So imagine the time needed to be on the road + the waiting time at the airport + the news that the flight is delayed. That can annoy lots of people. If I were to recommend something, the roads must be widened, more roadways must be made to facilitate the country’s growth. Garuda, if they wish to maintain their customers must work on their timing of the flights.

 

With love,

Syed Mubarak Bin Subukutheen

Durian-Lippo-Chikarang Mall

Durian-Lippo-Chikarang Mall

Interesting, it costs over 50 Ribu which is slightly more than 5 SGD. The thing about Indonesia is that GMO has yet to invade completely. The food is definitely more natural and you get hungry at regular intervals. In-fact, with experience of eating processed food all my life, I used to skip meals. But now, it is more difficult and I have to be honest, I do get more hungry when I am in Indonesia.

Indonesia, its been more than a month

A Singaporean working in another country is surprising, unless it is in another developed country. The question then becomes, what am I doing in Indonesia? leaving behind the prosperity of the amazing city state.

 

Many Singaporeans complain about the high cost of living in Singapore and the thought that we have to work till we die. Question. Have we really ventured out and had a better life elsewhere? Vacations don’t count. Why? Because we don’t have work pulling us down. How many Singaporeans have really worked overseas and found life there easier? Everyone I have met and spoken to, ends up telling me that they miss Singapore. There is nothing like home right? It is true.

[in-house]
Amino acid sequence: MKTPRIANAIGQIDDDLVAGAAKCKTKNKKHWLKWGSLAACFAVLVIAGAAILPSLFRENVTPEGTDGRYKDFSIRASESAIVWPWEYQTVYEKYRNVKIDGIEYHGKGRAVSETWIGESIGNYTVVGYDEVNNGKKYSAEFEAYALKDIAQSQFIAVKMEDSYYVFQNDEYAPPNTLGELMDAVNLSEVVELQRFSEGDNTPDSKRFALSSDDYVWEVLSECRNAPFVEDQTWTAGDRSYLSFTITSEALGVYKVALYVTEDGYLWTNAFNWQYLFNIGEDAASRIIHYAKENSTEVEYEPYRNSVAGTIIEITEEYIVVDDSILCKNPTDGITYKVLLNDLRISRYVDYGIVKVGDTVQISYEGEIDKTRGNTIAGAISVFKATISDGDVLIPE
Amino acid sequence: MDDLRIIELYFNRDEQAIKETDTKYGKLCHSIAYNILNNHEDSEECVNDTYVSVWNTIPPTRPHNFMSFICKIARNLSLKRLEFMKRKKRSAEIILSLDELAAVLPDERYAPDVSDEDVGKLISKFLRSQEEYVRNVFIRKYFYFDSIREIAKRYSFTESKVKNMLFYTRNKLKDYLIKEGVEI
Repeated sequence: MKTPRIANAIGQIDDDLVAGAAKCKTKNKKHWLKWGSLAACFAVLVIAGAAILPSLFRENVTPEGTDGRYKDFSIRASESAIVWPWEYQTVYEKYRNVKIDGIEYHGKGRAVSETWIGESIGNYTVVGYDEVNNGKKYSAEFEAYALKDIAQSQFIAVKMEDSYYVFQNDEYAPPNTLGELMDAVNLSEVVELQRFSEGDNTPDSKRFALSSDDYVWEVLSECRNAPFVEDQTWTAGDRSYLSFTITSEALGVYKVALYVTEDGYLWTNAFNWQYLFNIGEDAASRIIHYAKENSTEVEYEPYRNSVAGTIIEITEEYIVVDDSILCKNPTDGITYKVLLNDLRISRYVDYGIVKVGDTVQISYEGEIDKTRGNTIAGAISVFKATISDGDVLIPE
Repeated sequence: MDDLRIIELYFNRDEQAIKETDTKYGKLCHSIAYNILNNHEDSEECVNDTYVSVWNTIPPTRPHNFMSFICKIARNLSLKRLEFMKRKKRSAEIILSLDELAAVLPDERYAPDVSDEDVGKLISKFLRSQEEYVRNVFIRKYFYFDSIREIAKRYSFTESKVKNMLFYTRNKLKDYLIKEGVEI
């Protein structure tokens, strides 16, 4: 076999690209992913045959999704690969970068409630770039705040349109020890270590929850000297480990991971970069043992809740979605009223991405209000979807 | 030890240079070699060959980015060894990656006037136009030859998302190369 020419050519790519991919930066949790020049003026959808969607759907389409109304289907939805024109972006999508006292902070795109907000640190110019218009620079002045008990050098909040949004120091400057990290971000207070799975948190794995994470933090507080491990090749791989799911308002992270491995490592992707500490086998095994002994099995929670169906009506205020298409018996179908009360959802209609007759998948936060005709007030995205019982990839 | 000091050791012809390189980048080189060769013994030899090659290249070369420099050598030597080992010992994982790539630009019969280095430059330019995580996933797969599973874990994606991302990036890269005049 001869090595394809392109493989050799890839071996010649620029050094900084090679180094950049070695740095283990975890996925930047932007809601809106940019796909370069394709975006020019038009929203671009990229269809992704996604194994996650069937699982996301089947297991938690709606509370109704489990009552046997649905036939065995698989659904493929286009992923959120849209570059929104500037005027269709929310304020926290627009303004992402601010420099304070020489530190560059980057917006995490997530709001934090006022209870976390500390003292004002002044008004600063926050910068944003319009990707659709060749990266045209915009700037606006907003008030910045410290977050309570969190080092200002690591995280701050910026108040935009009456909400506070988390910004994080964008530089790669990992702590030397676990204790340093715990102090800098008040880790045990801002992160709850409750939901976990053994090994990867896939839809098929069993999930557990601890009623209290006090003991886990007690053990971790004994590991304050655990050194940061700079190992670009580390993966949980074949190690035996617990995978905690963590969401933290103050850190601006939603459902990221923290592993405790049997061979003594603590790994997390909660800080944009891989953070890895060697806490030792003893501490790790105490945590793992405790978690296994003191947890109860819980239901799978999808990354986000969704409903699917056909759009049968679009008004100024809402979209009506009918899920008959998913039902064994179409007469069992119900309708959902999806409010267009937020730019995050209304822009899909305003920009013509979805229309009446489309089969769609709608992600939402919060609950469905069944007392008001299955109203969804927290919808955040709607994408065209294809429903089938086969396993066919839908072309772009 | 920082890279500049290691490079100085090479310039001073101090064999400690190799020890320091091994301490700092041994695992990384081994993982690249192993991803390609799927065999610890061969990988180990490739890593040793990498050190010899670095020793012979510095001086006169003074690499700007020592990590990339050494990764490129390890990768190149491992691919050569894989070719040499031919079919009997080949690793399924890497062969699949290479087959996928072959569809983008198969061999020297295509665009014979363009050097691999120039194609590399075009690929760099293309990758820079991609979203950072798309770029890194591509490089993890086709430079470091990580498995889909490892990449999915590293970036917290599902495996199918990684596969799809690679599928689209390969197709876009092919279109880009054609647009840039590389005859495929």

Back in Singapore, I contributed to nation building while I was in the Authority (LTA). It was not an easy task but I felt satisfied that I was serving the nation in the manner I could. I am still serving Singapore and my people through my interaction with groups and organizations. I don’t need to be present there physically in Singapore to support in manners I could. That is what a true citizen is, we support the country in the manner we could.

 

So Why am I here? For a while, perhaps the last 6 to 7 years, I wanted to make a difference to the world. To make it a better place. I wanted to start with developing countries. Big dreams and ambitions? Not really. I am only doing what a good person is expected to do. To make life better for everyone.

When the offer came for me to work in Indonesia, the first thing I heard from my prospective employer is that I am supposed to train the locals. What better way can we improve the state of country rather than the transferring of knowledge? We teach them how to fish rather than merely give them the fish. But sometimes, we have to give them the fish too.

 

It is also a means to get out of my own comfort zone.

 

Regards and with love,

Syed Mubarak Bin Subukutheen